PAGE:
Like last week, I’m doing an in-depth analysis of Wednesday’s games for players in daily fantasy baseball contests. At each position, I’ll list the top five healthy players according to my ratings, along with their prices in Draftbug. Snapdraft’s scoring is VERY similar, so the same ratings should apply, although the pricing varies enough that you could end up with a very different lineup using the same ratings. Although the discussion will focus on Draftbug, the same thought process applies in Snapdraft, and I’ll include a lineup for Snapdraft at the end of the article as well.
For each position, I’ll list my ratings for the top five players, as well as any others that I seriously considered putting in my lineup for the day. Depending on the size of the contest and the buy-in, the salary cap varies between contests at Draftbug (unlike Snapdraft, which always uses the same salary cap). One change from last week is that I’ll use a salary cap of 1400 points (instead of 1500). Not only does that require more interesting tradeoffs and compromises, but it is the cap used for the daily freeroll contest, which is likely to be most people’s first exposure to the contests. Keep in mind that the ratings listed are specifically for Wednesday’s games, based on factors such as park, opponents, platoon advantage, and home field advantage.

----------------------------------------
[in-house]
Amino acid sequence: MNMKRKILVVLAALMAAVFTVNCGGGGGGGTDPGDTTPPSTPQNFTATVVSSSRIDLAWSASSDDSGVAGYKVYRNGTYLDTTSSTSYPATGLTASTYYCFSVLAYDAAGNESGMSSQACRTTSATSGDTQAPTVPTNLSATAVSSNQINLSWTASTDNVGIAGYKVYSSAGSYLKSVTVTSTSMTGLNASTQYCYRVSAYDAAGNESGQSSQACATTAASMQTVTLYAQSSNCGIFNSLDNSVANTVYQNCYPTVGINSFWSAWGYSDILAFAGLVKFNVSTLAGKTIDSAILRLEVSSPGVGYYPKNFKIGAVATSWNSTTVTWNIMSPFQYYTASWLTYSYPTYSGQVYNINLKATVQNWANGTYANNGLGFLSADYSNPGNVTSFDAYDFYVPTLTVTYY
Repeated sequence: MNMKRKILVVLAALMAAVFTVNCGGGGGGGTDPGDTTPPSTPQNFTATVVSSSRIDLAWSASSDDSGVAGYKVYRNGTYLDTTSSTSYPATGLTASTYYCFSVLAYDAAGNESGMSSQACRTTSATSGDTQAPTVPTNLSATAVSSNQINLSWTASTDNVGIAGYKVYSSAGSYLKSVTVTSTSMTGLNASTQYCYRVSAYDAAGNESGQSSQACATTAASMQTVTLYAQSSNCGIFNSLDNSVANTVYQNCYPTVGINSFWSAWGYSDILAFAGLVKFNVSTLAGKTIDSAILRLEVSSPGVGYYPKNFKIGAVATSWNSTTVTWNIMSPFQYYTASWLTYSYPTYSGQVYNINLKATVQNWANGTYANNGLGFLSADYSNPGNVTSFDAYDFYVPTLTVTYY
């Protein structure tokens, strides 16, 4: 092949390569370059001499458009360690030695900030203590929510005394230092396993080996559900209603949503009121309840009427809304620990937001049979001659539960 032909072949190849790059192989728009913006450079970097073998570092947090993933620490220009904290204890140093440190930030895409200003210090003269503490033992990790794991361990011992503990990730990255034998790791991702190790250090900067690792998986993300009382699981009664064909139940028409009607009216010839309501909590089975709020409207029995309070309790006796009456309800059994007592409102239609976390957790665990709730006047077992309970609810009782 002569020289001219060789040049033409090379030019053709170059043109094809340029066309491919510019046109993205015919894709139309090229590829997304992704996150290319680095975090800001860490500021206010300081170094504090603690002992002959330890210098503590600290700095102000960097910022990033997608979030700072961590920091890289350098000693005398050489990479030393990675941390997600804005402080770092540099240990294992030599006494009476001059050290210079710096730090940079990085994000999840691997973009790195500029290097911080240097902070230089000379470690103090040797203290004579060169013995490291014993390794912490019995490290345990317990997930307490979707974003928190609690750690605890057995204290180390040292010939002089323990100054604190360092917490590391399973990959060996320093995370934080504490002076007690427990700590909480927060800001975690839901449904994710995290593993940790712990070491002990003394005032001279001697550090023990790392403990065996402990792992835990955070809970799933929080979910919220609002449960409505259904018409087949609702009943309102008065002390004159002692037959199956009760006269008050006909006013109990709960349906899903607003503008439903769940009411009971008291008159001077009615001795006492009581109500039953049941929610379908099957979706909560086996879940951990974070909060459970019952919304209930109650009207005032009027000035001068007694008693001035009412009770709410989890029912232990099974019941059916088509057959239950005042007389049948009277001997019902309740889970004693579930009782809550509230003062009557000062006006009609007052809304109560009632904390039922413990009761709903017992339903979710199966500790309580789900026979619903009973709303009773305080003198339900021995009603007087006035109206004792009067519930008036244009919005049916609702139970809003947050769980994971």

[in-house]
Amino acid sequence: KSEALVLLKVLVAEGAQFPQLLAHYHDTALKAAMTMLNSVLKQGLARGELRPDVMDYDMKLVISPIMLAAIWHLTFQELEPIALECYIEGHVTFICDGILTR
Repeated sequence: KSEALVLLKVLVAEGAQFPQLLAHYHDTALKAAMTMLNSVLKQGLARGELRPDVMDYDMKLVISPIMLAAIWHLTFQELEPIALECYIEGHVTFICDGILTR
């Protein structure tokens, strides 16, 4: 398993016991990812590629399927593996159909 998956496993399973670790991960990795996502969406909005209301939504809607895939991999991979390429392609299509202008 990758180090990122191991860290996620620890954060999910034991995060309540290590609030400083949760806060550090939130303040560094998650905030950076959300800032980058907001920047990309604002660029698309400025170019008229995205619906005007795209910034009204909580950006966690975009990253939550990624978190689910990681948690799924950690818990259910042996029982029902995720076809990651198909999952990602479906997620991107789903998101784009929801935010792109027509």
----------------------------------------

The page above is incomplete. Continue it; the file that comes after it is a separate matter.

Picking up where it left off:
One reader last week finished second in several contests using my ratings, and concluded that “the system works more or less as advertised.” While it’s certainly gratifying to see someone do well using information I’ve provided, it’s probably worth mentioning that it takes a while to really know how good you are at these contests. In the long run, they’re very dependent on skill … more than most fantasy baseball formats. However, in the short run, there’s extremely high variance in the results.
1 Vazquez 15.4 199 2 Kazmir 14.9 249 3 E. Santana 14.8 249 4 Gaudin 14.2 N/A 5 Gallardo 13.9 209
This is an incredibly easy choice. I typically am willing to spend whatever it takes for the top starting pitcher, but in this case Vazquez is relatively cheap, and he’s actually probably underrated by my system’s incomplete ability to project innings pitched.
1 Papelbon 3.9 210 2 Fuentes 3.9 156 3 Rodney 3.5 102 4 Gonzalez 3.5 96 5 Qualls 3.5 90
In general, in a large multiplayer contest (like the freeroll), I prefer taking a starting pitcher and and reliever from the same team. However, Vazquez tends to pitch a lot of complete games, so I’m going to use Qualls instead of Gonzalez.
1 Martin .80 174 2 McCann .69 186 3 Mauer .67 174 4 Laird .61 72 5 Napoli .60 120
For hitters, my ratings reflect their per-at-bat projection. That means that I’m penalizing players who tend to get more at-bats—those who bat early in the lineup, play on teams with high on-base percentages, and don’t get removed late in games. As the season progresses, I’ll build some kind of estimate of plate appearances into my statistical model, but for now it’s something that I just need to keep in mind when I’m making my picks. The only two reasonable choices at catcher today are Martin or Laird. I’ll be using Martin. With the restriction of the 1400 salary cap, he and Vazquez are the only two top-rated players that I’ll be using.